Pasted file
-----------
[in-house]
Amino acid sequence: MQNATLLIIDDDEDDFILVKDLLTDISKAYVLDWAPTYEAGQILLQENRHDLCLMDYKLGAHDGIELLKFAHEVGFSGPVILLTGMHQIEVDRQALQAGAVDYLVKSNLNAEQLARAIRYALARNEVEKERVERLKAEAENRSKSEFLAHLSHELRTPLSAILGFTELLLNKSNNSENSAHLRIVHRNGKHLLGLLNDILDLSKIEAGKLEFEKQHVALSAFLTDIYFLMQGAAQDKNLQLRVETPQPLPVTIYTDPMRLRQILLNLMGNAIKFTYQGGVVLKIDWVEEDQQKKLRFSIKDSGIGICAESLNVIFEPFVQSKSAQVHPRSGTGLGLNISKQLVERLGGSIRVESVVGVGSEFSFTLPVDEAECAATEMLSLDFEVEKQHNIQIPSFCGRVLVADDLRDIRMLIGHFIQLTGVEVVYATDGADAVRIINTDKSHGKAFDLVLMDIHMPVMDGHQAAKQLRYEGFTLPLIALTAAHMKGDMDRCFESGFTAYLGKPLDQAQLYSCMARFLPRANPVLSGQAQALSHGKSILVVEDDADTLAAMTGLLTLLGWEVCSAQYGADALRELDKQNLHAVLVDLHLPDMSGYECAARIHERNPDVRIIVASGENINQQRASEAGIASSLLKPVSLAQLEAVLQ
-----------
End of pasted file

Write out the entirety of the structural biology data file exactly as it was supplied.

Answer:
[in-house]
Amino acid sequence: MQNATLLIIDDDEDDFILVKDLLTDISKAYVLDWAPTYEAGQILLQENRHDLCLMDYKLGAHDGIELLKFAHEVGFSGPVILLTGMHQIEVDRQALQAGAVDYLVKSNLNAEQLARAIRYALARNEVEKERVERLKAEAENRSKSEFLAHLSHELRTPLSAILGFTELLLNKSNNSENSAHLRIVHRNGKHLLGLLNDILDLSKIEAGKLEFEKQHVALSAFLTDIYFLMQGAAQDKNLQLRVETPQPLPVTIYTDPMRLRQILLNLMGNAIKFTYQGGVVLKIDWVEEDQQKKLRFSIKDSGIGICAESLNVIFEPFVQSKSAQVHPRSGTGLGLNISKQLVERLGGSIRVESVVGVGSEFSFTLPVDEAECAATEMLSLDFEVEKQHNIQIPSFCGRVLVADDLRDIRMLIGHFIQLTGVEVVYATDGADAVRIINTDKSHGKAFDLVLMDIHMPVMDGHQAAKQLRYEGFTLPLIALTAAHMKGDMDRCFESGFTAYLGKPLDQAQLYSCMARFLPRANPVLSGQAQALSHGKSILVVEDDADTLAAMTGLLTLLGWEVCSAQYGADALRELDKQNLHAVLVDLHLPDMSGYECAARIHERNPDVRIIVASGENINQQRASEAGIASSLLKPVSLAQLEAVLQ